Best Cities for Aging - Senior's Real Estate
Best Cities for Aging
If 2015 is the year you’ve decided to get serious about researching retirement venues, you may want to take a look at the Milken Institute’s "Best Cities for Successful Aging." In it (http://successfulaging.milkeninstitute.org/bcsa2014.html), the institute studies and ranks 352 U.S. metropolitan areas.
The Milken Institute doesn’t rely on opinion polls, but looks at data and statistics to assess how well a place provides for successful aging.
The research looked at data on everything from health care, transit, and employment, to education opportunities, living options, and overall livability.
According to the report, “Millions of aging adults are upending convention, seeking to remain active and contributing members of their communities. A revolution in the ‘culture of aging’ is underway. Cities are on the frontlines of the challenges and opportunities that accompany this revolution.”
If you’re trying to narrow down future retirement venues, the report lets you quickly hunt for data on the issues that are most important to you.
On the housing front, for example, you can find things like a city’s median house price, median rental price, the cost of assisted living, and the percent of households with aged 65-plus residents.
In addition, the report includes interactive maps, videos, and infographics.
One interesting aspect of the study is that many of the traditional retirement states, such as Florida and Arizona, aren’t on the top ten lists.
Top 10 large metro areas:
1. Madison, Wis.
- Omaha, Neb.-Council Bluffs, Iowa
- Provo-Orem, Utah
- Boston-Cambridge, Mass.; Newton, N.H.
- Salt Lake City, Utah
- Jackson, Miss.
- Des Moines-West Des Moines, Iowa
- Toledo, Ohio
- Austin-Round Rock, Tex.
- Bridgeport-Stamford-Norwalk, Conn.
Top 10 small metro areas:
- Iowa City, Iowa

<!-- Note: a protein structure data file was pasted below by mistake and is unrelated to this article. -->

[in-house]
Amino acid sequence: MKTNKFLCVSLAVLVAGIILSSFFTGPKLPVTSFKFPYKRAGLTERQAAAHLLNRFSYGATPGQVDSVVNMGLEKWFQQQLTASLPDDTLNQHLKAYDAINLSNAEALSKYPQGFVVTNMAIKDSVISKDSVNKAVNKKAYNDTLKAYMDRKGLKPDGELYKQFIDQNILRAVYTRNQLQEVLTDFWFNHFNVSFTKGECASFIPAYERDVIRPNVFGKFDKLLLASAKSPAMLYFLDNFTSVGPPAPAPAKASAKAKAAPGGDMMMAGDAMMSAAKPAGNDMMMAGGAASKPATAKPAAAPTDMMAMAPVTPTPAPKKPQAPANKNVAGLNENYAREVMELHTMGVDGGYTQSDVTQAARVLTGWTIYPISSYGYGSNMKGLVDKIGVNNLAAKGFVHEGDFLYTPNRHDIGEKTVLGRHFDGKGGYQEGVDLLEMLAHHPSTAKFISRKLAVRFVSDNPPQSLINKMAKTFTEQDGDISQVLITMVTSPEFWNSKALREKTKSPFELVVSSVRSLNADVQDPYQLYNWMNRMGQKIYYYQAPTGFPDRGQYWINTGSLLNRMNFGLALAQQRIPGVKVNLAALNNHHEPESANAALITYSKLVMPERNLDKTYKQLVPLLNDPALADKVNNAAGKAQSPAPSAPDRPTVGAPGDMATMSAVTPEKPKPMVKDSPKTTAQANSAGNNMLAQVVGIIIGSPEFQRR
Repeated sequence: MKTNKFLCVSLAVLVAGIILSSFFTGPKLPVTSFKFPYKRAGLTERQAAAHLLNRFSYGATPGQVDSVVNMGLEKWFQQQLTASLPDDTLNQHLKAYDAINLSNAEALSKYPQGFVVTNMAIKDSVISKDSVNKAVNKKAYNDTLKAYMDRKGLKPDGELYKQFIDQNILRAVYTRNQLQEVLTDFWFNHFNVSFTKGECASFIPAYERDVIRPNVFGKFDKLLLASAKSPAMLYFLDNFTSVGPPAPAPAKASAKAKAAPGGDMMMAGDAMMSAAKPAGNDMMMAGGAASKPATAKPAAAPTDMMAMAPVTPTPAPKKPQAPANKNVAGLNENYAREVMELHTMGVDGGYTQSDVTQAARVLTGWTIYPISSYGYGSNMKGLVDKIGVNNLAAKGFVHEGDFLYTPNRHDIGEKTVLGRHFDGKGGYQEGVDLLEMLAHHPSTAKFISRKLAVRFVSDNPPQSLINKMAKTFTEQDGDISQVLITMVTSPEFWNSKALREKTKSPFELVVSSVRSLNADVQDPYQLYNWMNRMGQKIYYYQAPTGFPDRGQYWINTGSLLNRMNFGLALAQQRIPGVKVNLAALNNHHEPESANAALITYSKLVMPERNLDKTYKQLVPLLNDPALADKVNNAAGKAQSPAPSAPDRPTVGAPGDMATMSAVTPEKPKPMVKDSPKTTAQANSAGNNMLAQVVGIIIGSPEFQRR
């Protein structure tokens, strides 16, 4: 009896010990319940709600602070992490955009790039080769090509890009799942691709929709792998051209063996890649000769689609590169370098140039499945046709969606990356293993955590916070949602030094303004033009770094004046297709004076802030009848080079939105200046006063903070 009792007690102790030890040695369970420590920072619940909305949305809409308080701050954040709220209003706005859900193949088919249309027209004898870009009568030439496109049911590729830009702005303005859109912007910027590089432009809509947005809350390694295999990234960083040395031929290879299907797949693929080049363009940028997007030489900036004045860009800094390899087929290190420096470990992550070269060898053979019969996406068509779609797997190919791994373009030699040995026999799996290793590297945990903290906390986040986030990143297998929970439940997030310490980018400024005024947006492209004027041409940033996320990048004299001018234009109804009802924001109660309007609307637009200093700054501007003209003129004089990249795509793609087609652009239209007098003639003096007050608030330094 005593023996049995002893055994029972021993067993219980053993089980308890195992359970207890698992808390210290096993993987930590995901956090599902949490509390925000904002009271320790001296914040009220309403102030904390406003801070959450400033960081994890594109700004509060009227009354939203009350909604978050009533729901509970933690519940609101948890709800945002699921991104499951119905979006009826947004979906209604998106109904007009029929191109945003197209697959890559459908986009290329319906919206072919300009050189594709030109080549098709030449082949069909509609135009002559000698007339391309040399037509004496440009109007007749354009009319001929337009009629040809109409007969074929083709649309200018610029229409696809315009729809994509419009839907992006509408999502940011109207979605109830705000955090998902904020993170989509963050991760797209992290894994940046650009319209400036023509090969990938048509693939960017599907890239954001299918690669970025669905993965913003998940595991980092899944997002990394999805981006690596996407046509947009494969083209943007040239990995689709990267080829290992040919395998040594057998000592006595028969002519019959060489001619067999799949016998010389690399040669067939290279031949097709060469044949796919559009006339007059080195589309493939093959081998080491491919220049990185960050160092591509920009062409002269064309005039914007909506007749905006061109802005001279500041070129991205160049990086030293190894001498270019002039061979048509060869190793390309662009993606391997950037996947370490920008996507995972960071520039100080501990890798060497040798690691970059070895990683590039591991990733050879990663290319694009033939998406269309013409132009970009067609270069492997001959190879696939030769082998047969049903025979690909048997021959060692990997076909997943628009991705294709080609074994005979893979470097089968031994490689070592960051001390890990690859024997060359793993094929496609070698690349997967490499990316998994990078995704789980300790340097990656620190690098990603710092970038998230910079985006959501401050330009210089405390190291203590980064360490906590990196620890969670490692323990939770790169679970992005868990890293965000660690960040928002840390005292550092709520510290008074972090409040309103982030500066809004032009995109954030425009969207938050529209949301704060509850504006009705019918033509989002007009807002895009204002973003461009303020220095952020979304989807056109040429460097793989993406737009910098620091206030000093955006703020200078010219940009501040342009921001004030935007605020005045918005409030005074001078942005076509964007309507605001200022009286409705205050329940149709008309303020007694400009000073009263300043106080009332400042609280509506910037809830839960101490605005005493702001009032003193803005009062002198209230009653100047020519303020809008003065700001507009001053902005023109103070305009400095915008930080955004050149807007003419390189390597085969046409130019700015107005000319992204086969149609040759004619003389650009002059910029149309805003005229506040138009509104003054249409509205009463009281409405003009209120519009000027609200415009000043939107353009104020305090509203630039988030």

- Sioux Falls, S.D.
- Columbia, Mo.
- Bismarck, N.D.
- Rapid City, S.D.
- Ames, Iowa
- Rochester, Minn.
- Ann Arbor, Mich.
- Cheyenne, Wyo.
- Fargo, N.D.-Minn.
Declutter, prepare your house for spring selling season
January is the month when talk turns to resolutions, and magazines and newspapers give readers tips and resources.
So here it is.
Decluttering the home often ranks right up there with diets and health on New Year’s resolutions lists.
This online resource (www.home-storage-solutions-101.com/declutter.html) can help you in your quest for that Zen living environment.
The site offers that classic approach of setting a timer and suggesting that you deal with stuff in a given space for a set amount of time.
Somehow its methods do the trick for some chronically disorganized folks.
For one, the site provides a calendar of daily to-dos and how-tos for the year.
So, for instance, during January there’s a mission each week—kitchen counters, kitchen cabinets and drawers, pantry, and refrigerator and freezer.
Each day of the week is devoted to an activity associated with that mission, whether that entails purging the junk drawer or making an inventory of the freezer and pantry.
If your kitchen spaces are in good shape, you can skip ahead to other months and find help with dealing with dining rooms, bedrooms and paper clutter.
Especially if you’re preparing your house for sale this spring or later in the year, this daily decluttering strategy will get your spaces in shape slowly and steadily and without panic.
You can sign up to get weekly reminders or join the Declutter 365 Facebook Group for daily reminders; you can find tips on specific problem areas –the dresser, the nightstand or the bathroom counter; and you can print out monthly calendars, as well as checklists, inventory sheets, and password organizer forms.
Retirement as stress source
Here’s an odd bit of news. Despite the fact that people look forward to it, plan for it for their whole lives, and have fantasies about how great it’s going to be, retirement actually is a pretty stressful event.
Check out the Holmes- Rahe Stress Inventory at the American Institute of Stress (http://www.stress.org/holmes-rahe-stress-inventory/) and the mean value placed on retirement from work.
Retirement is one of life’s top ten stressors.
Some of the others include the death of a spouse, divorce, being fired and a major personal injury or illness.
By Elyse Umlauf-Garneau